If rising rates weren’t scaring you a week ago, they surely are now, as the weight of rate rises has finally hit markets in a big way. With that said, here are some ETFs to help offset or benefit from rate hikes. Vanguard’s Short-Term Bond ETF (BSV) is a good bet, with an expense ratio of just 0.07% and a yield of about 3%. Another interesting one is the Invesco Senior Loan ETF (BKLN). The loans underlying this fund have their yields reset every 30 to 90 days, so your payout keeps rising with the market. The fund yields 4.19% and costs 0.65%. Lastly, take a look at the Fidelity’s Dividend ETF for Rising Rates (FDRR), which focuses on dividend growth stocks, a group that has historically performed well during periods of rising rates.
FINSUM: This a nice group of options, all of which are quite different from each other.
One of the most ominous signs surrounding the equity market this year are the inflow numbers into stock funds. In 2017, $517.2 bn of new money flowed into US ETFs and mutual funds from the start of the year through September. This year that number is down by almost 50% for the same period, as only $281.7 bn has flowed in. Actively managed mutual funds are seeing net withdrawals. According to Deloitte “It feels like investors are in the early stages of positioning themselves for a potential downturn … [they] are returning to cash and relatively defensive positions”.
FINSUM: Retail inflows and outflows have never been a very good indicator of coming market performance (much like sentiment), so take these figures with a grain of salt.
ETFs are a product that has been growing at breakneck speed. AUM in the product is approaching $4 tn, which is astonishing given that it has really only taken a decade to get there, but still quite a bit smaller than the $16 tn in mutual funds. Experts say that the ETF market is going to increasingly resemble the mutual fund market as offerings diversify into smart beta, thematic ETFs, customizable ETFs, and fixed income. The last area—fixed income—is where creative indexing makes the most sense, as doing so can account for the common weighting issues that are much riskier in bonds than in equities (you don’t want your largest holding to be the issuer with the most debt).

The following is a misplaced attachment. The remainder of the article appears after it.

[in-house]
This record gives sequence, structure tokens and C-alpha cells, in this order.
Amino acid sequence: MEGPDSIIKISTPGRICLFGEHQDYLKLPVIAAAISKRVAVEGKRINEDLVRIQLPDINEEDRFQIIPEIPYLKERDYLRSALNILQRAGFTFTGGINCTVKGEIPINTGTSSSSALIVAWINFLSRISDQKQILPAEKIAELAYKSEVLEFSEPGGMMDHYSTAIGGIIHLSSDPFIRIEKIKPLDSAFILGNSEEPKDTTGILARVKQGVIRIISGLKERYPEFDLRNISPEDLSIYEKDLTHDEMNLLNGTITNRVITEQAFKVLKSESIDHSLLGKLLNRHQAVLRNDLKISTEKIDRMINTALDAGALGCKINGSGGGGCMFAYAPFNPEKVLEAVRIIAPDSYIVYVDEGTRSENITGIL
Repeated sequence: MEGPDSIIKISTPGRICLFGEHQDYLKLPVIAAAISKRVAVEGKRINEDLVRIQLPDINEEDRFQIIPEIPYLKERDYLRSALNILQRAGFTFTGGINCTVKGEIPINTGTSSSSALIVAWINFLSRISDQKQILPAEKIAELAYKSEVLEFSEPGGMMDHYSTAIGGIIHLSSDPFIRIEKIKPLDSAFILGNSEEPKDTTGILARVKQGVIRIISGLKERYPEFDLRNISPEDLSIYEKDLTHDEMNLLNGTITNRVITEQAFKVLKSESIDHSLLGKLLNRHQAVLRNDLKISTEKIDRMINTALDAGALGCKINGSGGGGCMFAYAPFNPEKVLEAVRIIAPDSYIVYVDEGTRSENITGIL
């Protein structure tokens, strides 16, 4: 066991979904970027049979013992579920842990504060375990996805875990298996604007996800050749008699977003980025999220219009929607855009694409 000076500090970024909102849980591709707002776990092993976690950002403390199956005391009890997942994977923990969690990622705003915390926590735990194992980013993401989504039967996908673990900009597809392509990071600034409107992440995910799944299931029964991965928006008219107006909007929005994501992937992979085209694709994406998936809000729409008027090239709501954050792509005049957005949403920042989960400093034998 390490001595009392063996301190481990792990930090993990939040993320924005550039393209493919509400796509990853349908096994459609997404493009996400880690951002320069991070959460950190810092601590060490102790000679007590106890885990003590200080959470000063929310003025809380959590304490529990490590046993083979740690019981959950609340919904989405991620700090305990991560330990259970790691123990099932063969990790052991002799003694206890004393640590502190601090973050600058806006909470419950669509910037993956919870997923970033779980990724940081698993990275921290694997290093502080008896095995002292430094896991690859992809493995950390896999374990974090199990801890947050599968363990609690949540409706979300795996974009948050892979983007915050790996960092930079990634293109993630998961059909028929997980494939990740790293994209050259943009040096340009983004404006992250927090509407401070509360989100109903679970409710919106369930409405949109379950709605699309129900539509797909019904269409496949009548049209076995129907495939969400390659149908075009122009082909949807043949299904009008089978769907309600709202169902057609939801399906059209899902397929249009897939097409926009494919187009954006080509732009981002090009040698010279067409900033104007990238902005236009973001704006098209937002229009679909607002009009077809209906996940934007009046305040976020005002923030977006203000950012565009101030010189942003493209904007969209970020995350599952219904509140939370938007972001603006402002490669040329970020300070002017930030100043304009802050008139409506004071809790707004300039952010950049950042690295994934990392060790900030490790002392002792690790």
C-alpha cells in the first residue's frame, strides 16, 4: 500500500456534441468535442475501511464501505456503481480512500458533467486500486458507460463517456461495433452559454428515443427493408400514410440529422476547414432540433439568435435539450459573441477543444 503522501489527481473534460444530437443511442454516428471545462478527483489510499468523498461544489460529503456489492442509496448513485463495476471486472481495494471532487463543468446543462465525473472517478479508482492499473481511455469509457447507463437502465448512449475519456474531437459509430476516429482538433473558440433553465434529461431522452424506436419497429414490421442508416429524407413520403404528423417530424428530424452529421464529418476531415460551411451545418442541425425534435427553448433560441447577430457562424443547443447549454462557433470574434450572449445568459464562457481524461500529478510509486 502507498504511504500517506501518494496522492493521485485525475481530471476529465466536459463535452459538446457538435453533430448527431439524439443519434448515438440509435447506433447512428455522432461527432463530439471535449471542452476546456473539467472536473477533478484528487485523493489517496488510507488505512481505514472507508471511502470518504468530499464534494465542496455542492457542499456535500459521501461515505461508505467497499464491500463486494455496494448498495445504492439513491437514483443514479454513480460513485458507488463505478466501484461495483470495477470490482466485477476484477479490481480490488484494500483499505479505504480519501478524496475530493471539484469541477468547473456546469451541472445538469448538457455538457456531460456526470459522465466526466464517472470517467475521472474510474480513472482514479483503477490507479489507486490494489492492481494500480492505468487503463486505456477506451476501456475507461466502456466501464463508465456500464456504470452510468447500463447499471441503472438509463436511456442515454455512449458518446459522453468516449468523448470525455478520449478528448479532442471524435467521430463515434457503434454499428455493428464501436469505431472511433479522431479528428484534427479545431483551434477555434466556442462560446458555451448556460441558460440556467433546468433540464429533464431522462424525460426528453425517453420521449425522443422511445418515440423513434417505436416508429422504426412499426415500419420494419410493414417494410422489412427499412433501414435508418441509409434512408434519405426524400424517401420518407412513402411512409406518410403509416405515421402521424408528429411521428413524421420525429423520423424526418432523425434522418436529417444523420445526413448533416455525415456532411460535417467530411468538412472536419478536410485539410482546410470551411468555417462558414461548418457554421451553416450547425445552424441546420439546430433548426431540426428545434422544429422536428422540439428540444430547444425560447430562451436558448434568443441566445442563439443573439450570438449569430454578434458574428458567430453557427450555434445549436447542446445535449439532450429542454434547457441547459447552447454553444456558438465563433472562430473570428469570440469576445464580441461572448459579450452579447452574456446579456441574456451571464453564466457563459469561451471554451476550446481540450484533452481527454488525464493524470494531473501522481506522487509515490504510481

FINSUM: The logic for fixed income ETFs is very strong, especially given how illiquid and restrictive buying bonds directly is. However, smart beta and other active ETFs (which are more expensive) don’t really have a big leg up on experienced mutual funds.
Fighting the impact of rising rates on one’s portfolio is likely a primary goal of many advisors and investors right now, so we will be running a series of stories on the topic. For instance, Goldman Sachs has just released a new ETF in the area. In what is being called “smart beta exposure to bond markets”, Goldman has launched the Goldman Sachs Access Inflation Protected US Bond ETF (GTIP). The fund selectively chooses Treasury Inflation Protected Securities and costs 0.12% per year. “TIPS present an attractive diversification opportunity for many investors with relatively low correlations to other major asset classes”, says Goldman.
FINSUM: TIPS seem like a good investment right now, but we wonder how this will perform versus other rate hedged ETFs, most of which seem to have a different angle.. On the plus side, it is quite low cost.
In a sign that is setting off alarm bells on Wall Street, the market’s safest stocks have been surging of late. Investors are increasingly demanding “quality” stocks as a buffer against a potential downturn in the market. “Quality” stocks usually refers to to companies with a range of positive characteristics like high profitability and low debt. However, market strategists point out that such stocks are so well bought that they might not have their intended effect, “Quality factors are well bid so may not be as defensive as people expect”. ETFs that track “quality” stocks have been surging.
FINSUM: One can understand the flight to quality given very high valuations and the hawkish Fed, but it is still a worrying sign that so many feel the need to take cover.